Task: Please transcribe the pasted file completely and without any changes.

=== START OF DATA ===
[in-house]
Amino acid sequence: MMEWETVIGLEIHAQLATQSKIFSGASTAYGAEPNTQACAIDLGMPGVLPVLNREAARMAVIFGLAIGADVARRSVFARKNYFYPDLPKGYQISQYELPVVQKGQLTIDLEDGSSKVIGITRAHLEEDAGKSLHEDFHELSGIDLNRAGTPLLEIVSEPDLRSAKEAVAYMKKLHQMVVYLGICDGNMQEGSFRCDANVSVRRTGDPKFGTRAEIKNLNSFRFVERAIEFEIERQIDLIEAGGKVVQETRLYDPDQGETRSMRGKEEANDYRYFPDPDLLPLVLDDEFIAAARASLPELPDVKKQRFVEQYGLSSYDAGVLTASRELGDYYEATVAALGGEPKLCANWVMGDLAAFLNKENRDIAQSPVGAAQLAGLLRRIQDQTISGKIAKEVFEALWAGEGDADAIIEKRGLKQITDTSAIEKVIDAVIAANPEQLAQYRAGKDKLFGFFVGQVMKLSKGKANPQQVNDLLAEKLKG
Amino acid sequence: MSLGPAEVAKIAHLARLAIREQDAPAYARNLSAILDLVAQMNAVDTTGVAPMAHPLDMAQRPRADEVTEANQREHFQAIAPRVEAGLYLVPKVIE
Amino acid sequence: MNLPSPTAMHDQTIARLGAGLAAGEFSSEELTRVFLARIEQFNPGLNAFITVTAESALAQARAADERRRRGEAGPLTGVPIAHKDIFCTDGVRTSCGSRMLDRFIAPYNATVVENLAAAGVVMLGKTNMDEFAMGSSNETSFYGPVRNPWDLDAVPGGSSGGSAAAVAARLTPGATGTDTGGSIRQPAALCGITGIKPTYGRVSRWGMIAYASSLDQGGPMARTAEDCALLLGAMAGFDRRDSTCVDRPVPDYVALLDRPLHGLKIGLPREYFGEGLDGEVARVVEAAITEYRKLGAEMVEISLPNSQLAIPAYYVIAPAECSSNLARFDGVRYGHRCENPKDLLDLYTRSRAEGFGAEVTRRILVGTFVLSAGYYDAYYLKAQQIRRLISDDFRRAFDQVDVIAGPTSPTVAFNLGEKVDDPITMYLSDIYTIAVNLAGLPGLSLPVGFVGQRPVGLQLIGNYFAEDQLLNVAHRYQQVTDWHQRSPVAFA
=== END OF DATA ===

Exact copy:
[in-house]
Amino acid sequence: MMEWETVIGLEIHAQLATQSKIFSGASTAYGAEPNTQACAIDLGMPGVLPVLNREAARMAVIFGLAIGADVARRSVFARKNYFYPDLPKGYQISQYELPVVQKGQLTIDLEDGSSKVIGITRAHLEEDAGKSLHEDFHELSGIDLNRAGTPLLEIVSEPDLRSAKEAVAYMKKLHQMVVYLGICDGNMQEGSFRCDANVSVRRTGDPKFGTRAEIKNLNSFRFVERAIEFEIERQIDLIEAGGKVVQETRLYDPDQGETRSMRGKEEANDYRYFPDPDLLPLVLDDEFIAAARASLPELPDVKKQRFVEQYGLSSYDAGVLTASRELGDYYEATVAALGGEPKLCANWVMGDLAAFLNKENRDIAQSPVGAAQLAGLLRRIQDQTISGKIAKEVFEALWAGEGDADAIIEKRGLKQITDTSAIEKVIDAVIAANPEQLAQYRAGKDKLFGFFVGQVMKLSKGKANPQQVNDLLAEKLKG
Amino acid sequence: MSLGPAEVAKIAHLARLAIREQDAPAYARNLSAILDLVAQMNAVDTTGVAPMAHPLDMAQRPRADEVTEANQREHFQAIAPRVEAGLYLVPKVIE
Amino acid sequence: MNLPSPTAMHDQTIARLGAGLAAGEFSSEELTRVFLARIEQFNPGLNAFITVTAESALAQARAADERRRRGEAGPLTGVPIAHKDIFCTDGVRTSCGSRMLDRFIAPYNATVVENLAAAGVVMLGKTNMDEFAMGSSNETSFYGPVRNPWDLDAVPGGSSGGSAAAVAARLTPGATGTDTGGSIRQPAALCGITGIKPTYGRVSRWGMIAYASSLDQGGPMARTAEDCALLLGAMAGFDRRDSTCVDRPVPDYVALLDRPLHGLKIGLPREYFGEGLDGEVARVVEAAITEYRKLGAEMVEISLPNSQLAIPAYYVIAPAECSSNLARFDGVRYGHRCENPKDLLDLYTRSRAEGFGAEVTRRILVGTFVLSAGYYDAYYLKAQQIRRLISDDFRRAFDQVDVIAGPTSPTVAFNLGEKVDDPITMYLSDIYTIAVNLAGLPGLSLPVGFVGQRPVGLQLIGNYFAEDQLLNVAHRYQQVTDWHQRSPVAFA